With cannabis legal, the government has taken steps to toughen laws targeting drug-related offences, including selling and distributing cannabis to youth and driving under its influence. The need to regulate cannabis on our roads has become a significant priority.
According to the Department of Justice, impaired driving is the leading criminal cause of death and injury in Canada, with over 69,000 impaired driving incidents reported by police in 2017, including almost 3,500 drug-impaired driving incidents. Moreover, 1 in 3 Canadians admit to having been a passenger in a car with a high driver.
In line with the stronger approach, Bill C-46 was introduced to establish penalties for impaired-driving offences, ranging from fines to imprisonment, depending on the situation.
There are two prohibited levels for THC (the main psychoactive component of cannabis): it’s a less serious offence if you have between 2 nanograms (ng) and 5 ng of THC per ml of blood and a much more serious offence if you have 5 ng of THC or more.
The law gives police the right to demand that drivers submit a sample of their saliva for roadside drug screening to detect the presence of drugs like cocaine, methamphetamine and marijuana. When it was first introduced, the government promised that $161 million in funding would go towards police training and drug-testing equipment over the next five years, as well as a public awareness campaign focused on drug-impaired driving.
Then it introduced the Drager DrugTest 5000 – a saliva-screening tool that tests for THC. The equipment is now available to police across Canada, though the government has left it up to each police force to decide on the testing tools they’d like to use. The OPP had said it would invest in the federally approved roadside drug-screening equipment but that it wasn’t sure how many they would introduce on the roads.
That would all seem like positive forward movement, were it not for the fact that the Drager DrugTest 5000 has met with controversy. For one thing, it apparently doesn’t work in sub-zero temperatures. For another, it can take a while to produce a sample, which makes “simple” roadside tests inefficient, say its critics.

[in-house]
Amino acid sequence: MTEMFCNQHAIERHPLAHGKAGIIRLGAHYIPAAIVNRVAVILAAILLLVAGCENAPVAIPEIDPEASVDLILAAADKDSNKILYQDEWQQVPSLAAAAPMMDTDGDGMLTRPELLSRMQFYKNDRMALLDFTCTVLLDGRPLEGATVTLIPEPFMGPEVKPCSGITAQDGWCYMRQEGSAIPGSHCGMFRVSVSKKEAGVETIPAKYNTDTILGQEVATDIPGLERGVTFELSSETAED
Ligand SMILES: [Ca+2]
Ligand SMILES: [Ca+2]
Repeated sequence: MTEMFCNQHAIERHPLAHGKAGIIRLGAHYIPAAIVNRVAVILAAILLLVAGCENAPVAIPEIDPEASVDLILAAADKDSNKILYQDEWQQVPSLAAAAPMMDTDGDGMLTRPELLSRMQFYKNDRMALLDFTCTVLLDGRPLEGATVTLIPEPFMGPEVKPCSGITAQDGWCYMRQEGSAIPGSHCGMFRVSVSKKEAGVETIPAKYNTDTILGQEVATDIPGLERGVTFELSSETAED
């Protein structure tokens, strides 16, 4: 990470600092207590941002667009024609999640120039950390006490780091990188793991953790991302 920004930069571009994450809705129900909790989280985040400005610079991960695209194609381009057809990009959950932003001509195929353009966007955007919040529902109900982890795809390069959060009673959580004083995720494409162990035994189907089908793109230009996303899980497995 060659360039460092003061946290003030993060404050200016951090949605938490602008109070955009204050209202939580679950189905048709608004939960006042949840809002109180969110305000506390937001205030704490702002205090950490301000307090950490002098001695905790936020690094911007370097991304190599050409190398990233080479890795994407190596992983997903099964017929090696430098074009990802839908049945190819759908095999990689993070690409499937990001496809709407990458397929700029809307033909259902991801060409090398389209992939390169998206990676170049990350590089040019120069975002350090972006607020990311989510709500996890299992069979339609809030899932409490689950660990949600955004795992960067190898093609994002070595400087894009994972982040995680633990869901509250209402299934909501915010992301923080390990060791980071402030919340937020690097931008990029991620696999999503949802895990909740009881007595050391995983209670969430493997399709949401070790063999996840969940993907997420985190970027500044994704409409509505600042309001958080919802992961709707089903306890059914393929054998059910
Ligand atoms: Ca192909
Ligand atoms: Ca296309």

As the controversy continues, some police chiefs are refusing to use the device. But the federal government is standing by this tool, pointing to the fact that it was given the green light after scientific recommendations by the Drugs and Driving Committee.
Then there’s the question of whether any roadside test, whether through blood or saliva samples, is reliable when it comes to cannabis. Impairment and tolerance levels are dependent on so many variables, including the type of cannabis consumed. What’s more, a particular amount of cannabis can impair long-time users less than it does first-timers. Therefore, while drug tests can measure how much cannabis someone has in their system, they cannot tell how the drug is impacting their ability to function, goes the argument.
As a result, there has been a strong push of late to find a device that more objectively measures cannabis impairment. Until then, the police will continue to enforce impaired driving in the only way they can – using whatever tools their force has permitted.
Regardless of approach, the hope is that a greater awareness among drivers of the dangers inherent in cannabis-impairment will compel a strong deterrence to consumption before getting behind the wheel.
If you have been affected by any of the issues in this article, please feel free to reach out me, David Levy, to obtain legal advice. You can contact me at 416-361-0117 or by e-mail at firstname.lastname@example.org.